Two major studies released this week of the nation's largest wireless networks put Verizon Wireless on top in nearly every technical network measurement, with AT&T close behind and Sprint and T-Mobile trailing.
The two studies might arguably give federal regulators a technology rationale to allow Sprint, the third-largest U.S. wireless carrier, to merge with fourth-place T-Mobile, as Sprint's parent company SoftBank of Japan clearly desires.
A profile of SoftBank Chief Executive Masayoshi Son in the Wall Street Journal reports that he is working on a bid for T-Mobile despite strong opposition by U.S. antitrust officials, who are concerned with reduced competition. It was the Justice Department that rejected AT&T's offer to buy T-Mobile in late 2012.
The question regulators might want to weigh is whether combining T-Mobile and Sprint would enhance wireless network coverage of the combined entity -- not just in the months after the two would merge, but in a few years, if that new entity could grow profitable and use cash to buy up new spectrum. Today, both companies have customers in many of the same cities and need to reach beyond their existing footprint, which more spectrum could make possible. Two spectrum auctions are scheduled in the next two years, one in September for what's called high-frequency AWS-3, and another later on for low-frequency 600 MHz currently allocated for broadcast TV.
The timing might not be right for T-Mobile and Sprint. It could take months to win what would likely be a protracted merger review from federal officials and then still bid in those two auctions. However, additional spectrum outside of major cities is where Sprint and T-Mobile need improvement, which is borne out by the JD Power and RootMetrics results.
As good as T-Mobile has been in attracting customers with no contract plans amid the attention-getting tweets and press conference remarks of its CEO John Legere, it has a similar problem faced by Sprint: Namely, it is hard to travel nationwide and get consistent network performance over either T-Mobile or Sprint. Sometimes it is hard to get consistent performance from either carrier when traveling from a city center to the suburbs or inside of large steel buildings.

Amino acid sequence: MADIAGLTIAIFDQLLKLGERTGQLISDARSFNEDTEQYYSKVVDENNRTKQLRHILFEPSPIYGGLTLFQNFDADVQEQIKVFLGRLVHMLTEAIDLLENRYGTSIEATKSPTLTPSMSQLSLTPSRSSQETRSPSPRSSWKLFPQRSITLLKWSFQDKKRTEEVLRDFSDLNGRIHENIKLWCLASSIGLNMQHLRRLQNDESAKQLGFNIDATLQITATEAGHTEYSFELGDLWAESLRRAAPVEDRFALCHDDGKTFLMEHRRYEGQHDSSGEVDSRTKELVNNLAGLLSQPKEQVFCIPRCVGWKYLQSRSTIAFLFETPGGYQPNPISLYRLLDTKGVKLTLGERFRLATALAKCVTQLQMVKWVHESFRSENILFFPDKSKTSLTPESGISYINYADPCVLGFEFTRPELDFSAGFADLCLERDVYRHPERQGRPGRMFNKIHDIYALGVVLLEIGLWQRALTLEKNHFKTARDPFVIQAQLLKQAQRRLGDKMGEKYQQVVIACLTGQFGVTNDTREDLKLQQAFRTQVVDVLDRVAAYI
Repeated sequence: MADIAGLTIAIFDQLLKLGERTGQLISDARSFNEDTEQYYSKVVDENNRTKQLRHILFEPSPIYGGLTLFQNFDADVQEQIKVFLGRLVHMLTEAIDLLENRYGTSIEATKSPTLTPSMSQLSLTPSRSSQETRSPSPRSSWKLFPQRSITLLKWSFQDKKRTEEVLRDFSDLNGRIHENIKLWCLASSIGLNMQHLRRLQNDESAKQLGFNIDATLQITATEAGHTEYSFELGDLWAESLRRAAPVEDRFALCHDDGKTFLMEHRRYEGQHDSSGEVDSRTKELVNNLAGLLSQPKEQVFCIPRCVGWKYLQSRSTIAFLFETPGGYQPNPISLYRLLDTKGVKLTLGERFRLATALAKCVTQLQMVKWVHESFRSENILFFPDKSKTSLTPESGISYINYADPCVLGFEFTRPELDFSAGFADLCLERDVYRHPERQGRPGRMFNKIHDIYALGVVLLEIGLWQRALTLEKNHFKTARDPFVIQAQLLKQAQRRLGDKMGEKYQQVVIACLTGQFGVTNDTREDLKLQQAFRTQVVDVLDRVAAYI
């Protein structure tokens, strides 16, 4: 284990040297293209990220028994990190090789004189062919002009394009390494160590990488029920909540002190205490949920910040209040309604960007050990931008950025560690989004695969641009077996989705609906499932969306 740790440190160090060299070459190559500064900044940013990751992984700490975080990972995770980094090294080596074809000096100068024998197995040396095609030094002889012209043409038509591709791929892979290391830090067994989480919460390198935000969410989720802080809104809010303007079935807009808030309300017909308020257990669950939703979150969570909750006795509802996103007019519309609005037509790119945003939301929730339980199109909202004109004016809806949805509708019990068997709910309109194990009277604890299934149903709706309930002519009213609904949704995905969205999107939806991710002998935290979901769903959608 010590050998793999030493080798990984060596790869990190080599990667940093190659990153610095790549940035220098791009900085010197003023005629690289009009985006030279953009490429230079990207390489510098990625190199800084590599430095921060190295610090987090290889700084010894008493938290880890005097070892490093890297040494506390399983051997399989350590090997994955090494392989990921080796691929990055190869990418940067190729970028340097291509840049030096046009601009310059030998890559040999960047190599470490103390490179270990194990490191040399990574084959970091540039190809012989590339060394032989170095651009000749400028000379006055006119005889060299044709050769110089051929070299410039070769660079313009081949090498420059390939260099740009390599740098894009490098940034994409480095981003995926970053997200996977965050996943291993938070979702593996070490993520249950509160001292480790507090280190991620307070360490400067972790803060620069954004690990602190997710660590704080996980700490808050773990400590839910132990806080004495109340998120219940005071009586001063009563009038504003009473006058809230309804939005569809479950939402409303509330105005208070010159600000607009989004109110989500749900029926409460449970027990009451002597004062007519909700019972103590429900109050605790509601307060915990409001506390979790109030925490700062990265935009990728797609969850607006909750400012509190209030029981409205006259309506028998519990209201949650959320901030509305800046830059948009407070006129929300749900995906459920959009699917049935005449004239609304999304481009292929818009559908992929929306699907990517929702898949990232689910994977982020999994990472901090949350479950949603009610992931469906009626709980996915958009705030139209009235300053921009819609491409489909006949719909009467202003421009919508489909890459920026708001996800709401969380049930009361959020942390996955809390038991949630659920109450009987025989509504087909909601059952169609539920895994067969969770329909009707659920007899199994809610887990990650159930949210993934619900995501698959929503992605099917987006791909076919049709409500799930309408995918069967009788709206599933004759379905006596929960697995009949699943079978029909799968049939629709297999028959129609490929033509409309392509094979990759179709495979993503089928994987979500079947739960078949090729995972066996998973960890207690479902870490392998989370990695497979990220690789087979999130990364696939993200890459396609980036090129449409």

JD Power and RootMetrics both pointed to a strong broad, nationwide network by Verizon, with AT&T in second and Sprint and T-Mobile both trailing.
In the JD Power study, based on a survey of 25,142 wireless customers from July to December 2013, Verizon held the top ranking in all six regions nationally with AT&T consistently in second place, and with T-Mobile in third place in four of six regions and Sprint in third place in two of the six regions. The regions were Northeast, Mid-Atlantic, Southeast, North Central, Southwest and West.
JD Power asked customers about network performance for voice calls, text messaging and data. Overall network performance was based on 10 problem areas that affect a customer's experience: dropped calls; calls not connected; audio issues; failed/late voicemails; lost calls; text transmission failures; late text message notifications; Web connection errors; slow downloads and email connection errors.
Network performance was measured in problems per 100 network connections, and a lower score reflected fewer problems and better network performance.
The RootMetrics data goes much further in depth and geography, looking at the national capability of networks by the four largest providers as well as their ability at the state level and in 125 metropolitan areas. RootMetrics said it collected 4.6 million data points about network performance during 218,000 miles of driving tests through all 50 states during the last six months of 2013. Testing was also done in 6,300 indoor locations.